Author Topic: Sell Bond ETF. Buy Equity Index?  (Read 1097 times)

Ottawa

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Sell Bond ETF. Buy Equity Index?
« on: October 01, 2015, 12:25:02 PM »
Jeremy (GCC) makes a good case for going 100% equity, 0% bond. 

He lays out the data here: http://www.gocurrycracker.com/path-100-equities/, and;
Reiterates in a different format here: http://www.gocurrycracker.com/financial-independence-how-long-will-it-take/

We're currently 10% bond etf and 90% equity etfs and are considering going 100% equity. 

Jeremy mentions that back in 2008: "I do remember 2008 though.  The market dropped 25% and I put half of my cash and bonds into a stock index fund.  The market dropped another 25% and I went all in." in this post: http://www.gocurrycracker.com/exposure-therapy/.

We're not desperate to go 100% equities, however, if the right opportunity arose, why not take advantage?  Presently, equities are down over 10% from their heights.  Our short bond etf is down about 1% for the same period, for a 9% plus arbitrage opportunity.

Discuss...not necessarily the market timing aspect of when to convert...but more the notion of 100% equities...

LAGuy

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Re: Sell Bond ETF. Buy Equity Index?
« Reply #1 on: October 01, 2015, 01:58:29 PM »
Think it really depends on your risk aversion. I'm 100% stocks, and pretty much always have been as my time horizon is long. Historically that's been the right call. Except, umm, pretty much over the time period I've been investing since the late 90's, lol. Maybe it's finally flipped back in favor of stocks nearly 20 years later.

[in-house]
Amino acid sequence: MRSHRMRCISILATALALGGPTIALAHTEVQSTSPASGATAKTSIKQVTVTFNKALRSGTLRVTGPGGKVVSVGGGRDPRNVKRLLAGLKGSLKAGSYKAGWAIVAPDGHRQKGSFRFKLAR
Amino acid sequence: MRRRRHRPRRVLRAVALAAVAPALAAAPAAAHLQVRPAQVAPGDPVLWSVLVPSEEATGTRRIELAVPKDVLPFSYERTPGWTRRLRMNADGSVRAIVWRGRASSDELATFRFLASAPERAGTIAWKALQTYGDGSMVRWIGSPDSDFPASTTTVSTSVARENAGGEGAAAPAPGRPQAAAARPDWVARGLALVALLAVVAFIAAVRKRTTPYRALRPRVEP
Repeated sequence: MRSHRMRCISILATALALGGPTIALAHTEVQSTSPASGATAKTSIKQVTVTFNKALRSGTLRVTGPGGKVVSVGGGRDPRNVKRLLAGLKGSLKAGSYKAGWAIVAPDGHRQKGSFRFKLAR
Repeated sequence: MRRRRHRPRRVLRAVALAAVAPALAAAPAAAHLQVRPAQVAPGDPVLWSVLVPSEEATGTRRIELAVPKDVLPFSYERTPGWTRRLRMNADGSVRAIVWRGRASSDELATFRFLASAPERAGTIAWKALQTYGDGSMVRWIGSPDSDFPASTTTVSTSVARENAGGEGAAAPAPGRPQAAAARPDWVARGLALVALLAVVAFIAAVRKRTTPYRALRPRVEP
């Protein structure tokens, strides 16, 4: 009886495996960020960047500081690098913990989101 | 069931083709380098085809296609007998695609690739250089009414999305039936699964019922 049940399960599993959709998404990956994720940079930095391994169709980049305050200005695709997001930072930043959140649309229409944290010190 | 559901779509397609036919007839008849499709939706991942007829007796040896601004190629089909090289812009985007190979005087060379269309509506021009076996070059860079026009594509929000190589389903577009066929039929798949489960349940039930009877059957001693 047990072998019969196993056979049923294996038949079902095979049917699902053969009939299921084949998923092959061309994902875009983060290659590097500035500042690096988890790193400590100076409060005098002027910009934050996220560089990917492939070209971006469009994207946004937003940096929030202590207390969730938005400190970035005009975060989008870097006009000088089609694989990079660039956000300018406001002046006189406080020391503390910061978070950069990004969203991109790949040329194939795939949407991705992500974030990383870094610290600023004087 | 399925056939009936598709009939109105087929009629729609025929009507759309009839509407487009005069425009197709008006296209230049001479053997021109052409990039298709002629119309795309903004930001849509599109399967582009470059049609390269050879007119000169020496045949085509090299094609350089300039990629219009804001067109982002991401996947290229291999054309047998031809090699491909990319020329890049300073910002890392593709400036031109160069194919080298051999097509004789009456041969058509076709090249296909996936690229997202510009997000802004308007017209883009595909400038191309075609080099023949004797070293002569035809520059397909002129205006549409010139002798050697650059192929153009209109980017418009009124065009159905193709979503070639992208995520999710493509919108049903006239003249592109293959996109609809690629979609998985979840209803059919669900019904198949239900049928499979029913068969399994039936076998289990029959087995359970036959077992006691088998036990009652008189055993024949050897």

For me, it's hard to imagine funding a long retirement with a large slug of bonds in my portfolio. My attitude is basically, get rich with stocks or die trying. That said, once I do have enough to fund that long retirement, I do plan to allocate 30% or so to bonds. Right now I think the call to not own bonds is really easy. They're just too expensive and the yields are terrible. Yeah, I understand the idea is to protect some of your assets in the case of a market downfall, but I'd rather take that risk then essentially have a large amount of my portfolio that's going nowhere and never will go anywhere. If the Fed manages to get the funds rate up to 2%, I'll start thinking about some bonds assuming I can see about a 5% yield.

Keep in mind, this is just my own strategy. I've got a huge risk tolerance - after all, I've already rode two stock market busts all the way to the bottom. All stocks is most certainly not for the faint of heart.